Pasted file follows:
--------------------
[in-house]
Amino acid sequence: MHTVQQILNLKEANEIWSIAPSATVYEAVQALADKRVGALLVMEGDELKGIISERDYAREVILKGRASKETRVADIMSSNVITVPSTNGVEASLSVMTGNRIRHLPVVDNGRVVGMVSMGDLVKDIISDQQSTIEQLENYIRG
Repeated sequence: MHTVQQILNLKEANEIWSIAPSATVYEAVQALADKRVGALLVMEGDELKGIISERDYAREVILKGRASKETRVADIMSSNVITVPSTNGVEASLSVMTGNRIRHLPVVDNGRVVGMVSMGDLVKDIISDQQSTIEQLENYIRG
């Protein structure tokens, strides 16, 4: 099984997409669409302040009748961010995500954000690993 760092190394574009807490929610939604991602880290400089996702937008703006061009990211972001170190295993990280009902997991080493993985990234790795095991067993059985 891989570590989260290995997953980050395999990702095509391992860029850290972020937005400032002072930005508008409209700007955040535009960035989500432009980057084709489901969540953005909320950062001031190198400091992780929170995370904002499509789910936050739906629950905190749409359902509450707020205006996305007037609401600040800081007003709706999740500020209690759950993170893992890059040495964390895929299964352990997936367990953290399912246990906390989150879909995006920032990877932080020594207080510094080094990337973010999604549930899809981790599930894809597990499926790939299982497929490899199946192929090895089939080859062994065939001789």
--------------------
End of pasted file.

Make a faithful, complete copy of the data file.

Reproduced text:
[in-house]
Amino acid sequence: MHTVQQILNLKEANEIWSIAPSATVYEAVQALADKRVGALLVMEGDELKGIISERDYAREVILKGRASKETRVADIMSSNVITVPSTNGVEASLSVMTGNRIRHLPVVDNGRVVGMVSMGDLVKDIISDQQSTIEQLENYIRG
Repeated sequence: MHTVQQILNLKEANEIWSIAPSATVYEAVQALADKRVGALLVMEGDELKGIISERDYAREVILKGRASKETRVADIMSSNVITVPSTNGVEASLSVMTGNRIRHLPVVDNGRVVGMVSMGDLVKDIISDQQSTIEQLENYIRG
């Protein structure tokens, strides 16, 4: 099984997409669409302040009748961010995500954000690993 760092190394574009807490929610939604991602880290400089996702937008703006061009990211972001170190295993990280009902997991080493993985990234790795095991067993059985 891989570590989260290995997953980050395999990702095509391992860029850290972020937005400032002072930005508008409209700007955040535009960035989500432009980057084709489901969540953005909320950062001031190198400091992780929170995370904002499509789910936050739906629950905190749409359902509450707020205006996305007037609401600040800081007003709706999740500020209690759950993170893992890059040495964390895929299964352990997936367990953290399912246990906390989150879909995006920032990877932080020594207080510094080094990337973010999604549930899809981790599930894809597990499926790939299982497929490899199946192929090895089939080859062994065939001789």